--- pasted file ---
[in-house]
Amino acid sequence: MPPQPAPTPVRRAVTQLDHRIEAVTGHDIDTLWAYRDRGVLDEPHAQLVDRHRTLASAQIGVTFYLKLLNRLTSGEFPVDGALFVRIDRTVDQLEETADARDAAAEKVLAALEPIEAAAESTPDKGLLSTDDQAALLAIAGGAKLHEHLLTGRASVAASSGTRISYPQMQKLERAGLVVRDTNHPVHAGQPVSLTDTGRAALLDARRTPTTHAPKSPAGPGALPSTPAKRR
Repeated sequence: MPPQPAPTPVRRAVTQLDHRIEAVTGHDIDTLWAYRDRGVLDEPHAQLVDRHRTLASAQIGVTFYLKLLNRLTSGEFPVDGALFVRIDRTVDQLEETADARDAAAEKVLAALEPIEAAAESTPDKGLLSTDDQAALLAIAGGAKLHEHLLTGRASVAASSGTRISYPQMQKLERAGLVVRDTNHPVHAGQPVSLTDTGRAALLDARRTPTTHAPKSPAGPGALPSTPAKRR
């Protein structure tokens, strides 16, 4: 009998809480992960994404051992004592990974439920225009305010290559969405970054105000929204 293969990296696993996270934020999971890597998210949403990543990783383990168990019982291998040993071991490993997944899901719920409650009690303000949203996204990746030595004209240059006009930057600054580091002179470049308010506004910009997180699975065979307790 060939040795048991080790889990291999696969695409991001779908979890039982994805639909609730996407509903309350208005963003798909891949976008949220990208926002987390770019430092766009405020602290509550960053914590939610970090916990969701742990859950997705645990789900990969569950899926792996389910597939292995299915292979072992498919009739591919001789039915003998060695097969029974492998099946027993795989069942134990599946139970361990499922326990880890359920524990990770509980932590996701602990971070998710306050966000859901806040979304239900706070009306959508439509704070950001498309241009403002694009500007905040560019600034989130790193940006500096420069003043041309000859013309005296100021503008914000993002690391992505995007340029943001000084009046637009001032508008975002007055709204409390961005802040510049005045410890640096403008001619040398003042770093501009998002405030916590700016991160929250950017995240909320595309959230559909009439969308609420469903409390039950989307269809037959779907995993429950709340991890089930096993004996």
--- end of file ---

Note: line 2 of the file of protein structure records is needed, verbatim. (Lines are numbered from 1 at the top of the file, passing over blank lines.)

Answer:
Amino acid sequence: MPPQPAPTPVRRAVTQLDHRIEAVTGHDIDTLWAYRDRGVLDEPHAQLVDRHRTLASAQIGVTFYLKLLNRLTSGEFPVDGALFVRIDRTVDQLEETADARDAAAEKVLAALEPIEAAAESTPDKGLLSTDDQAALLAIAGGAKLHEHLLTGRASVAASSGTRISYPQMQKLERAGLVVRDTNHPVHAGQPVSLTDTGRAALLDARRTPTTHAPKSPAGPGALPSTPAKRR